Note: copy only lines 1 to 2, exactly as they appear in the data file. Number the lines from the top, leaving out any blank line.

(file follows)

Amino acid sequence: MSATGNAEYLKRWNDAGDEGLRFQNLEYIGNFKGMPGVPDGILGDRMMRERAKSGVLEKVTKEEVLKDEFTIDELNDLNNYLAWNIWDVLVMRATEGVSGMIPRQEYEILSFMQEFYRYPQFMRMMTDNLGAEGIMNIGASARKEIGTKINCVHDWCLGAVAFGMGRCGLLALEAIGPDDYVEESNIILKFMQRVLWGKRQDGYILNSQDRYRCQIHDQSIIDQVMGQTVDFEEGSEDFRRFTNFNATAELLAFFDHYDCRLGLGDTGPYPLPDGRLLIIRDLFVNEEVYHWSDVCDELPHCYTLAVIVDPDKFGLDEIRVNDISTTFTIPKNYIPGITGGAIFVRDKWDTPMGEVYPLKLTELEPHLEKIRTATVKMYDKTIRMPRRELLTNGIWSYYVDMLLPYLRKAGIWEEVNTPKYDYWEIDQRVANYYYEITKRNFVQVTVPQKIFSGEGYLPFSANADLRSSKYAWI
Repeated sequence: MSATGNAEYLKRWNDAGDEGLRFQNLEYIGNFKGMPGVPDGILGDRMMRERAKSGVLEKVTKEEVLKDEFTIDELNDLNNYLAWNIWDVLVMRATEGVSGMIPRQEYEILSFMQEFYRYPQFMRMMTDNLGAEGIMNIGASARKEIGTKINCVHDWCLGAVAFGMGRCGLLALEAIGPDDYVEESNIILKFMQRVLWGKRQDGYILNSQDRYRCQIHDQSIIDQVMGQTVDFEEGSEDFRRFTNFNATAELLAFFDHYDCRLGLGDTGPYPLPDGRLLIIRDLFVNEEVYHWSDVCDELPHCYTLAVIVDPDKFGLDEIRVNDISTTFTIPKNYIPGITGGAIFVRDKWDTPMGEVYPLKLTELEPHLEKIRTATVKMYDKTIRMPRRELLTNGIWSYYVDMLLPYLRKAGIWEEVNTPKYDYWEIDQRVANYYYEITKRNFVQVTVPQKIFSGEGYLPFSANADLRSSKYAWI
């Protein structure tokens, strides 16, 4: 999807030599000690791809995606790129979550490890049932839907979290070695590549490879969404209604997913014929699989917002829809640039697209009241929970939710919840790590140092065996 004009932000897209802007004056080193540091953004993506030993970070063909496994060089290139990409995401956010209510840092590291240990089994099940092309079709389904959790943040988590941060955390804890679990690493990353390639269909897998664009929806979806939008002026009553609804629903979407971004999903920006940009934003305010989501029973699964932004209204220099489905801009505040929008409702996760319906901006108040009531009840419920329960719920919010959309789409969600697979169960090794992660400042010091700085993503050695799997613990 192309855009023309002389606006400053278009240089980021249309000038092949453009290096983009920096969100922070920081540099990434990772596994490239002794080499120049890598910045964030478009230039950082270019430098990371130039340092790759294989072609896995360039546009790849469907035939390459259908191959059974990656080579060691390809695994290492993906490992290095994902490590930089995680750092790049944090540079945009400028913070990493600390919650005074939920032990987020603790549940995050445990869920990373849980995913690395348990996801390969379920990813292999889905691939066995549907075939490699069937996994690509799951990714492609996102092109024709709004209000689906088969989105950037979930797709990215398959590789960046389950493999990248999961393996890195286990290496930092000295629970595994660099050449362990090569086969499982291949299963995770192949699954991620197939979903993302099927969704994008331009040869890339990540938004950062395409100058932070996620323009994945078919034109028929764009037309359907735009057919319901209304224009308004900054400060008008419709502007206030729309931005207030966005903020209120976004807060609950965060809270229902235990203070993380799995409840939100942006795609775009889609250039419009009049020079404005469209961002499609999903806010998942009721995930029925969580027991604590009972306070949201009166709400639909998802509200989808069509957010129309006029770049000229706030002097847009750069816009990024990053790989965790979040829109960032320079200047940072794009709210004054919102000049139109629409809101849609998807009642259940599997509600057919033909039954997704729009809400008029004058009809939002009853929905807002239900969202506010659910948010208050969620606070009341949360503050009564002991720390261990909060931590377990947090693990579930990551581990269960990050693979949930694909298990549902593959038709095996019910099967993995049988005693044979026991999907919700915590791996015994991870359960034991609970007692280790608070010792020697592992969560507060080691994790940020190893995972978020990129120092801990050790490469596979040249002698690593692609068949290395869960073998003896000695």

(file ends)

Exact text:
Amino acid sequence: MSATGNAEYLKRWNDAGDEGLRFQNLEYIGNFKGMPGVPDGILGDRMMRERAKSGVLEKVTKEEVLKDEFTIDELNDLNNYLAWNIWDVLVMRATEGVSGMIPRQEYEILSFMQEFYRYPQFMRMMTDNLGAEGIMNIGASARKEIGTKINCVHDWCLGAVAFGMGRCGLLALEAIGPDDYVEESNIILKFMQRVLWGKRQDGYILNSQDRYRCQIHDQSIIDQVMGQTVDFEEGSEDFRRFTNFNATAELLAFFDHYDCRLGLGDTGPYPLPDGRLLIIRDLFVNEEVYHWSDVCDELPHCYTLAVIVDPDKFGLDEIRVNDISTTFTIPKNYIPGITGGAIFVRDKWDTPMGEVYPLKLTELEPHLEKIRTATVKMYDKTIRMPRRELLTNGIWSYYVDMLLPYLRKAGIWEEVNTPKYDYWEIDQRVANYYYEITKRNFVQVTVPQKIFSGEGYLPFSANADLRSSKYAWI
Repeated sequence: MSATGNAEYLKRWNDAGDEGLRFQNLEYIGNFKGMPGVPDGILGDRMMRERAKSGVLEKVTKEEVLKDEFTIDELNDLNNYLAWNIWDVLVMRATEGVSGMIPRQEYEILSFMQEFYRYPQFMRMMTDNLGAEGIMNIGASARKEIGTKINCVHDWCLGAVAFGMGRCGLLALEAIGPDDYVEESNIILKFMQRVLWGKRQDGYILNSQDRYRCQIHDQSIIDQVMGQTVDFEEGSEDFRRFTNFNATAELLAFFDHYDCRLGLGDTGPYPLPDGRLLIIRDLFVNEEVYHWSDVCDELPHCYTLAVIVDPDKFGLDEIRVNDISTTFTIPKNYIPGITGGAIFVRDKWDTPMGEVYPLKLTELEPHLEKIRTATVKMYDKTIRMPRRELLTNGIWSYYVDMLLPYLRKAGIWEEVNTPKYDYWEIDQRVANYYYEITKRNFVQVTVPQKIFSGEGYLPFSANADLRSSKYAWI